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Burning Man seen from the sky: the photography of Will Roger

What started with a few people burning a human effigy on a San Francisco beach in 1986 is today’s Burning Man. Co-Founder of the festival, Will Roger shares his aerial photography of the event.

Burning Man seen from the sky: the photography of Will Roger

Scheduled for release in April 2019, Will Roger’s book of the ever-changing cityscape of Black Rock City documents the past 14 years of the temporary city for the unique festival in the Nevada desert.

Drones have made it easier to discover the view from above, but the aerial photographs captured by Will Roger represent more than an aerial view: they are unique documents chronicling the ever-changing cityscape and transformation of Black Rock City, the temporary city for the unique festival in the Nevada desert which has become a global phenomenon with an eight day event of more than 70,000 people and associated Burning Man regional events around the world. The 2018 festival concluded on Labor Day weekend, September 3.

Burning Man seen from the sky: the photography of Will RogerThe global family in Black Rock City

The book Compass of the Ephemeral: Aerial Photography of Black Rock City through the Lens of Will Roger, scheduled for release in April 2019, published by the Smallworks Press, will include a substantial collection of Roger’s aerial photos, revealing not only how Black Rock City expands each year, complete with typical city infrastructure, but also the innovative Burning Man art installations both of which are created and taken down year after year.

The collection also includes interpretive essays by William L. Fox, director of the Nevada Museum of Art’s Center for Art + Environment; Alexei Vranich, American archeologist at the University of California, Berkley; Tony “Coyote” Perez-Banuet, city superintendent of Black Rock City; and an introduction by Harley K. DuBois exploring the cultural context and impact of the Burning Man festival.

Burning Man seen from the sky: the photography of Will Roger

Exhibit at the Smithsonian

“Burning Man is a blank canvas for people to come and create on,” said Roger. “Burning Man creates a human empathy, then serendipity and creativity happens. Burning Man is the real world; everything else is the default world. People come away with changed lives and a changed culture because at Burning Man, everyone is human . . . there is no class, no color. You become family: human family, world family, global family.”

Will Roger selected the independent Smallworks Press to publish his aerial photo collection of Black Rock City and the Burning Man festival. Roger is a contributor to the current No Spectators: the Art of Burning Man exhibit at the Renwick Gallery at the Smithsonian American Art Museum in Washington, D.C. Among his pieces are aerial photographs of Black Rock City, including the cover photo of Compass of the Ephemeral: Aerial Photography of Black Rock City through the Lens of Will Roger. The exhibit features large-scale installations – the artistic hallmark of Burning Man – and other festival items and runs through Jan. 21, 2019. The book will be published in April the same year.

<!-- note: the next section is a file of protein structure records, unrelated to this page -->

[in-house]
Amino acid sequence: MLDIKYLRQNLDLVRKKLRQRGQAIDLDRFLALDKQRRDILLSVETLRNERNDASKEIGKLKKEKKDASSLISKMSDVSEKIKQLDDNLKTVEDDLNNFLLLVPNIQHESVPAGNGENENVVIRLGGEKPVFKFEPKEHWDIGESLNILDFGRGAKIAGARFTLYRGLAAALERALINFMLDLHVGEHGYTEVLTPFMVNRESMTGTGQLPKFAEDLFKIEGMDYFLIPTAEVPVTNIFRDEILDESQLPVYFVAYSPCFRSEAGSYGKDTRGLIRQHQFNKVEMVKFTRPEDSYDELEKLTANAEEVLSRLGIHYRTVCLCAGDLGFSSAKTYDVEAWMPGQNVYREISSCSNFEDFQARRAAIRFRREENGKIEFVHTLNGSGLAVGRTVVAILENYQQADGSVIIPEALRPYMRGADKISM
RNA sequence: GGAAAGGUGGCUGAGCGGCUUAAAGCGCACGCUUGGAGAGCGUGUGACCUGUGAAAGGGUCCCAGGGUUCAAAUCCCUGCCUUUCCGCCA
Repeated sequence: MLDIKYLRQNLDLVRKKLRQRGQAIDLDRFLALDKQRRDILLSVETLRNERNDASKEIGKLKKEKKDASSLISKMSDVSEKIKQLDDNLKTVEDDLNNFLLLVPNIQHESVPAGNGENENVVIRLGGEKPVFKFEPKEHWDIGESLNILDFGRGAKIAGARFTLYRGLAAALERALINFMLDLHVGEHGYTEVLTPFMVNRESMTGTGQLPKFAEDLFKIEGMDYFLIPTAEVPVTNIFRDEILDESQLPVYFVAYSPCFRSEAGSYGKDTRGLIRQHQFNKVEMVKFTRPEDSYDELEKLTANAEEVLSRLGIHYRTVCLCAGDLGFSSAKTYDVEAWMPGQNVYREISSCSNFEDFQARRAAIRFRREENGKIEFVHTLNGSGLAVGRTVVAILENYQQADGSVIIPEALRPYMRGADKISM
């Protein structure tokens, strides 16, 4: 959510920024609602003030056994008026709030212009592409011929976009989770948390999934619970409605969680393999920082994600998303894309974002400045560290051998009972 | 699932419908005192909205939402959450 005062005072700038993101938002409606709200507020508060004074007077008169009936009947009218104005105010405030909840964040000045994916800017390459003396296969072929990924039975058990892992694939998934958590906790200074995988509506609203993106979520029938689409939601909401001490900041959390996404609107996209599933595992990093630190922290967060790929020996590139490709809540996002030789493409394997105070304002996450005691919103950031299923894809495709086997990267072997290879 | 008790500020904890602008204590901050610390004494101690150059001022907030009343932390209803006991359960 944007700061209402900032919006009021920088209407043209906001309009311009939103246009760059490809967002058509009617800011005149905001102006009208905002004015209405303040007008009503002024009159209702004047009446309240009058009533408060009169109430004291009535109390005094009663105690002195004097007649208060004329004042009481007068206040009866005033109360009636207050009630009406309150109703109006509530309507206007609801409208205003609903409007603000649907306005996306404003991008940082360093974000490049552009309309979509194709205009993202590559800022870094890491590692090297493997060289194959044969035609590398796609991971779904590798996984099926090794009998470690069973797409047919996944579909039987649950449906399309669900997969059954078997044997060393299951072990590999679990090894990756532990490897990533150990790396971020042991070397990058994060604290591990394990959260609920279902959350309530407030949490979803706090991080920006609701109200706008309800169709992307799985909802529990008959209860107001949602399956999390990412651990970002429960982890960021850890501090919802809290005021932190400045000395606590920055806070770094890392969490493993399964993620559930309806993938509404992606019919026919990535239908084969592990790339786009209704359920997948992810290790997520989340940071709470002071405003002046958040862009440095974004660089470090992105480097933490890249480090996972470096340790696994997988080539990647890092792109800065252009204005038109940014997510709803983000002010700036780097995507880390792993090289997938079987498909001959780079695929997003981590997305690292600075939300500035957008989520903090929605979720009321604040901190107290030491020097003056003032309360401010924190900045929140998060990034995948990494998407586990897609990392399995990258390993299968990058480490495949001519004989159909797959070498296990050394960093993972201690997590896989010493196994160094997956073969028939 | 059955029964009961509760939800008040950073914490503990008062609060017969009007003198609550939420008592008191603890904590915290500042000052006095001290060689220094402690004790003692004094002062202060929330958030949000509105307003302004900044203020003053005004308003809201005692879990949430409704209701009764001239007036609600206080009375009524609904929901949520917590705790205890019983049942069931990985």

Burning Man seen from the sky: the photography of Will Roger

Will Roger’s conservation efforts

“We could not be more delighted that Will Roger chose Smallworks Press as his official publisher,” said James Stanford, founder and editor. “Since 2006, Smallworks Press has been producing exceptional visual and interpretive works that reflect the interconnectivity of art and community, a vision that Roger has made tangible each year for the past 14 years, by visually documenting the uniqueness of Burning Man and Black Rock City and by his involvement and contributions to the Burning Man culture and infrastructure.”

Will Roger discovered Burning Man in 1994, through his life partner, Crimson Rose. Together and with several others, they are co-founders of Black Rock City, LLC, the company that has produced the Burning Man event for nearly 20 years. Roger is heavily involved in conservation efforts for the Black Rock Desert, which is the United States’ largest National Conservation Area (NCA), and which is home to the Burning Man event. Will Roger is also an accomplished photographer; and for nearly 20 years, he served at the Rochester Institute of Technology in Rochester, N.Y., as a photo chemist, administrator, associate professor, and assistant director.

Burning Man seen from the sky: the photography of Will Roger Burning Man seen from the sky: the photography of Will Roger Burning Man seen from the sky: the photography of Will Roger


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Journalist, writer and photographer since 1979, both print and online, with a vast experience in the fields of photography, software, hardware, web, aviation, History, video games, technology, having published content in almost all Portuguese newspapers…

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